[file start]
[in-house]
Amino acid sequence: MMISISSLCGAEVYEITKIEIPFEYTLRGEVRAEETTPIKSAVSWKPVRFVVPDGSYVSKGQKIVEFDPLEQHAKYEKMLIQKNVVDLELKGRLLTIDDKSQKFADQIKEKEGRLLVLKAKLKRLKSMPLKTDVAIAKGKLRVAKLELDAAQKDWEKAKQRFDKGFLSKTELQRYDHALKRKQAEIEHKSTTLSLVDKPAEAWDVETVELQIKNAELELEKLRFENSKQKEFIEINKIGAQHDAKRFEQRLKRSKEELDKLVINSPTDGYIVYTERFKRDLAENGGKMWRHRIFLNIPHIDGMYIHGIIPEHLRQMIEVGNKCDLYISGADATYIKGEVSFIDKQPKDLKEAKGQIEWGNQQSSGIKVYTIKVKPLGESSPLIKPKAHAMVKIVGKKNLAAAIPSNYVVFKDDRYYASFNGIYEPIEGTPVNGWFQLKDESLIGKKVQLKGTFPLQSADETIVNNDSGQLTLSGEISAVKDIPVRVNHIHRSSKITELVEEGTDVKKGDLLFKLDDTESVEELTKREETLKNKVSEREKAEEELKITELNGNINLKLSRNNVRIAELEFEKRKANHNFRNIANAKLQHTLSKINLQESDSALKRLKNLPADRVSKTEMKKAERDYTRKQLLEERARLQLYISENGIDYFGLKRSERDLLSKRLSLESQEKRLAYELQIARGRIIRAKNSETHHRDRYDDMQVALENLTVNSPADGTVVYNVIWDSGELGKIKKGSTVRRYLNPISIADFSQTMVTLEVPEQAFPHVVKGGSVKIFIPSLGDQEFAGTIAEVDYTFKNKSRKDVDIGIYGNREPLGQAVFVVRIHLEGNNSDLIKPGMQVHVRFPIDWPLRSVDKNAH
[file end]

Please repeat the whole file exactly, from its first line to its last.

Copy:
[in-house]
Amino acid sequence: MMISISSLCGAEVYEITKIEIPFEYTLRGEVRAEETTPIKSAVSWKPVRFVVPDGSYVSKGQKIVEFDPLEQHAKYEKMLIQKNVVDLELKGRLLTIDDKSQKFADQIKEKEGRLLVLKAKLKRLKSMPLKTDVAIAKGKLRVAKLELDAAQKDWEKAKQRFDKGFLSKTELQRYDHALKRKQAEIEHKSTTLSLVDKPAEAWDVETVELQIKNAELELEKLRFENSKQKEFIEINKIGAQHDAKRFEQRLKRSKEELDKLVINSPTDGYIVYTERFKRDLAENGGKMWRHRIFLNIPHIDGMYIHGIIPEHLRQMIEVGNKCDLYISGADATYIKGEVSFIDKQPKDLKEAKGQIEWGNQQSSGIKVYTIKVKPLGESSPLIKPKAHAMVKIVGKKNLAAAIPSNYVVFKDDRYYASFNGIYEPIEGTPVNGWFQLKDESLIGKKVQLKGTFPLQSADETIVNNDSGQLTLSGEISAVKDIPVRVNHIHRSSKITELVEEGTDVKKGDLLFKLDDTESVEELTKREETLKNKVSEREKAEEELKITELNGNINLKLSRNNVRIAELEFEKRKANHNFRNIANAKLQHTLSKINLQESDSALKRLKNLPADRVSKTEMKKAERDYTRKQLLEERARLQLYISENGIDYFGLKRSERDLLSKRLSLESQEKRLAYELQIARGRIIRAKNSETHHRDRYDDMQVALENLTVNSPADGTVVYNVIWDSGELGKIKKGSTVRRYLNPISIADFSQTMVTLEVPEQAFPHVVKGGSVKIFIPSLGDQEFAGTIAEVDYTFKNKSRKDVDIGIYGNREPLGQAVFVVRIHLEGNNSDLIKPGMQVHVRFPIDWPLRSVDKNAH